robert red

Every death is a lesson.

I want to push back against this perception that GRRM kills off characters in ASOIAF for shock value. Or that he’s killing off characters willy-nilly to fuck with his audience.

That’s…not accurate.

We may find many of these deaths shocking, but we tend to be shocked because we’re accustomed to seeing characters live or die based on a particular moral framework, and GRRM is using a different moral framework. His moral framework isn’t cynical, or nihilistic. It’s pragmatic.

In particular, GRRM has NOT established a pattern of killing off POV characters for no good reason. Of those POV characters who are significant enough to have a presence on the show, the only ones who’ve died in the books are Ned, Cat, and Jon. That’s it. And Jon hasn’t even stayed dead. (Cat, I’m calling a real death. Everything good about Cat died at the Red Wedding and stayed dead.) Robb Stark was never a POV character. Robert Baratheon, Viserys Targaryen, Jeor Mormont, Tywin Lannister, Rodrik Cassel, Oberyn Martell? Not POV characters. 

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2017 Academy Awards Red Carpet

The works that inspired Conan the Barbarian

I already did one of these for King Kong. Conan came out so long ago that the pop culture that influenced him is mostly forgotten and downright prehistoric.


Tros of Samothrace by Talbot Mundy (1929)

A swashbuckling sea captain from the Greek island of Samothrace who opposes the sinister, debauched, and cruel Julius Caesar and his Roman Empire, Tros of Samothrace is, like Conan, a black haired ball of muscle who’s primary occupation is naval freebooting, who’s defining character traits are pride and a desire for freedom and personal independence above all else, and his chief hobbies include refusing to bow to powerful people and laughing at backstabbing enemies from treacherous civilized empires. 

Like Conan, Tros takes pride in being from a kingdom that was never conquered, even into Roman times. Also like Conan, he has allies in a persecuted and secretive religious minority like the ones that save King Conan’s life in “The Hour of the Dragon,” as Tros works with an eccentric religious order from his native island (the Mystery Cult of Samothrace). Because the Tros stories had the Romans as the “bad guys,” they were immensely controversial to the Adventure pulp readership, though this element must have delighted Robert E. Howard, an anti-imperialist who wanted Irish independence, who went on to have debauched, backstabbing Roman-style enemies in Conan, Kull, and Bran Mak Morn.


Khlit the Cossack By Harold Lamb (1917)

A Cossack hero from 16th Century Ukraine who starred in 21 stories and novels from 1917-1926 in the most famous pulp mag of all, Adventure, Khlit the Cossack, his Turkish curved scimitar in hand, found the lost tomb of Genghis Khan, rescued the son of the Emperor of China, battled the original Assassins in Syria, and killed a tyrannical impostor of the Czar in Russia. He had all kinds of adventures with Tartars, Afghans, and Indians.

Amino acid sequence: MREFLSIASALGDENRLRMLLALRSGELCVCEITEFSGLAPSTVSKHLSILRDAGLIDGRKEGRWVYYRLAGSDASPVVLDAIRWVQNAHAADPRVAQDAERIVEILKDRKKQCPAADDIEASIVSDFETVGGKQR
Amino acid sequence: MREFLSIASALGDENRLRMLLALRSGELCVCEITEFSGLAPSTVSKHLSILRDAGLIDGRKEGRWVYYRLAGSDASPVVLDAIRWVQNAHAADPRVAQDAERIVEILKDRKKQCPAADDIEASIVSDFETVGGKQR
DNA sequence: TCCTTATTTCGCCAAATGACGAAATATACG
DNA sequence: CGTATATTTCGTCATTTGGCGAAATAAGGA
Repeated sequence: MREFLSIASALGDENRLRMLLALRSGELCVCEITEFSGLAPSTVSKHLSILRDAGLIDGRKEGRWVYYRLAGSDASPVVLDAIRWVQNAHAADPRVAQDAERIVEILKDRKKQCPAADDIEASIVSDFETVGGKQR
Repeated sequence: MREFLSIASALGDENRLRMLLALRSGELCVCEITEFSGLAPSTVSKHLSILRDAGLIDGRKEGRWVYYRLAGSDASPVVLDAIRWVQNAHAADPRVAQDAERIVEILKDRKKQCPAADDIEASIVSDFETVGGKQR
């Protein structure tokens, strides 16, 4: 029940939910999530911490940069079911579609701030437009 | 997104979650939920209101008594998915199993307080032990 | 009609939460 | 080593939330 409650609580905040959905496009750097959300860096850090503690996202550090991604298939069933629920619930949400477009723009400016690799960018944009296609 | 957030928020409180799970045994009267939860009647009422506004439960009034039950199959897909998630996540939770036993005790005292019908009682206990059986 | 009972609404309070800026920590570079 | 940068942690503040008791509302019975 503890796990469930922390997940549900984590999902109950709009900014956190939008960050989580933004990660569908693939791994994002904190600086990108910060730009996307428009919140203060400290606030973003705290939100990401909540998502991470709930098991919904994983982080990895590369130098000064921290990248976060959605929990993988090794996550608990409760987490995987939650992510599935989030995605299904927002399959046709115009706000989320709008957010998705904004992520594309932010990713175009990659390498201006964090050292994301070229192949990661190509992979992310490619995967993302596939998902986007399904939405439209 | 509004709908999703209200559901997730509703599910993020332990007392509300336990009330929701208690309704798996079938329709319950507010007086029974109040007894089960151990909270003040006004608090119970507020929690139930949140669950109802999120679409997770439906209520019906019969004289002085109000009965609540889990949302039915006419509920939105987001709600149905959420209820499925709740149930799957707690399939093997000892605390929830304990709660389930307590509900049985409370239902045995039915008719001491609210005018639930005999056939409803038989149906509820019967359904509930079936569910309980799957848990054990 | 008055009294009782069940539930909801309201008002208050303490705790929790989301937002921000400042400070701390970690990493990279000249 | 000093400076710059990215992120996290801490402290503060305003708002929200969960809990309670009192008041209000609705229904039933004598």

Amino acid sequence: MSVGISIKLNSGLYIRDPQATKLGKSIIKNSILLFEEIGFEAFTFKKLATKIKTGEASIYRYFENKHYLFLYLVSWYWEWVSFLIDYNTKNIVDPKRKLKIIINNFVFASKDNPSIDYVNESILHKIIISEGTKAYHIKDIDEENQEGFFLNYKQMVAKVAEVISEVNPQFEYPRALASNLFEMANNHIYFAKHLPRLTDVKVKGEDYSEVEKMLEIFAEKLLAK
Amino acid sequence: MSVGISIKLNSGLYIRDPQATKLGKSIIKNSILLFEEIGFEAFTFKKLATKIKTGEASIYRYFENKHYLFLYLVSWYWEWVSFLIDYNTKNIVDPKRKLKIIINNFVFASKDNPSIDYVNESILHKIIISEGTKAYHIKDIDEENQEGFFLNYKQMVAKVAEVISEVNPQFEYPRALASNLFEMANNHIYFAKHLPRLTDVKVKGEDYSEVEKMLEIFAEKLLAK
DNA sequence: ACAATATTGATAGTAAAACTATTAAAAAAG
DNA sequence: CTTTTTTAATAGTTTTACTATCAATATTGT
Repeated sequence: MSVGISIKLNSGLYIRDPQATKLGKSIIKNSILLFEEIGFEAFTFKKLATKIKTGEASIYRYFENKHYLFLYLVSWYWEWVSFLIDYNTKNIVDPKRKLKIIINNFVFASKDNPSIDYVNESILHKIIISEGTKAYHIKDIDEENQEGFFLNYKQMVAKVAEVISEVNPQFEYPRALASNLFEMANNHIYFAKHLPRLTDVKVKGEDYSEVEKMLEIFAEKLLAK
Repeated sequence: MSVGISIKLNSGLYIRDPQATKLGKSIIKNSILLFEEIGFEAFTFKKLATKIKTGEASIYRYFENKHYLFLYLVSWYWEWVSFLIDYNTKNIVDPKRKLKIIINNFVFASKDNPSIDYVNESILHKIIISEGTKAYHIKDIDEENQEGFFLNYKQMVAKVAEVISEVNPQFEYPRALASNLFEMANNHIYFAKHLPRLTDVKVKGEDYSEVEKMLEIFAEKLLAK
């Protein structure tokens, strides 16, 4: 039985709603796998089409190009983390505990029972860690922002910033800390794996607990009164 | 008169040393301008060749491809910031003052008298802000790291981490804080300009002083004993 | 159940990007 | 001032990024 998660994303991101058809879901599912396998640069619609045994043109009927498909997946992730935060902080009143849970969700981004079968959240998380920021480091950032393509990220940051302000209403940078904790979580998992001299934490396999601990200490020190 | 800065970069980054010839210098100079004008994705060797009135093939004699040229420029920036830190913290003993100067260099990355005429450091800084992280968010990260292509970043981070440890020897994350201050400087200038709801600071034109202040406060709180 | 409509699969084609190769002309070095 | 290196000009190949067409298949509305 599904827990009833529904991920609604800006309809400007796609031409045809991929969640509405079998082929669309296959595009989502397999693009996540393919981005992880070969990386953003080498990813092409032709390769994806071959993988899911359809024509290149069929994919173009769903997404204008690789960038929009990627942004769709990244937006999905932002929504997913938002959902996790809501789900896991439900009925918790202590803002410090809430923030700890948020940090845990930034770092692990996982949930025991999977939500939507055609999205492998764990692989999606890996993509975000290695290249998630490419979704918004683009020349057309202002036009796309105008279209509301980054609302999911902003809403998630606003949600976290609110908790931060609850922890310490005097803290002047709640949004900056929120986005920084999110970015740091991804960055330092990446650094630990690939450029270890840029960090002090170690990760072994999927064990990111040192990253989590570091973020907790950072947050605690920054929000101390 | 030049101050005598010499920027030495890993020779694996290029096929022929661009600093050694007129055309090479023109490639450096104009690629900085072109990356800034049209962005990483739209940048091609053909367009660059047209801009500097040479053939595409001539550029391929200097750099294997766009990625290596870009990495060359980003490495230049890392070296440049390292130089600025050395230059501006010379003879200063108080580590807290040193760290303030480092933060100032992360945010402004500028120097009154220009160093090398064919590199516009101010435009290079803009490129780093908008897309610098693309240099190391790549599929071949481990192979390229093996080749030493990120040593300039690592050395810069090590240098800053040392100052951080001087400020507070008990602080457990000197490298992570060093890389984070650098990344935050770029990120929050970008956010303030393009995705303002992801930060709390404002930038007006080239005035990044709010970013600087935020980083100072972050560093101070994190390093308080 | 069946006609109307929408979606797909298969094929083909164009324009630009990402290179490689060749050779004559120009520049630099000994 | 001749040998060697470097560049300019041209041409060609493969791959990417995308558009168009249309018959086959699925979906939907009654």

A big part of Conan is the setting, which is steeped in orientalism and the exotic east, and Harold Lamb’s body of work was to the steppes of central Asia what Jimmy Buffett is to the tropics (his best known work is a biography of Genghis Khan). In fact, in one fascinating little bigraphical tidbit, Lamb was even an agent for US Intelligence during World War II in Iran.

Edgar Rice Burroughs’s Tarzan

 To Howard fans, bringing up the many obvious similarities to Tarzan and the work of Edgar Rice Burroughs is kind of like one of those secrets everyone knows but nobody has the bad taste to discuss out loud, kind of like when you know someone at the office is an alcoholic. The reaction is usually like a little kid blurting out a family secret at Christmas dinner. 

The most ERB-like of all the Conan stories is “Red Nails,” a story about that most ERB-esque of topics, a crumbling lost city of immense antiquity found in a jungle inhabited by prehistoric creatures, who’s natives immediately try to make Tarzan – uh, Conan, sorry – their first victim of ritual human sacrifice. Likewise, Howard considered ERB’s “Gods of Mars” his favorite book (and said so in many letters) and borrowed ERB’s cynical take on priests and gods in that book, where they were impenetrable, unremovable conspiracies ruling traditionalist ancient societies, and who were not true believers at all.

Happy Birthday to the gorgeous Robert Smith ♡ I could write a novel about how much Robert and The Cure mean to me so I’ll just make this short. I cannot thank him enough. Sometimes their music is the only place I can go and feel okay and I don’t know what I’d do without that!  

I love him very much and I wouldn’t be who I am today without him. 

Here, have the start of a beautiful con-man-ship.

I’ve been doin a s h it ton of sketches with my dadsona Justin and Robert, so I can only assume this is canon endgame for him?? I just love Robert a lot and I have a thing coming up involving him that’s more polished than a dumb colored sketch.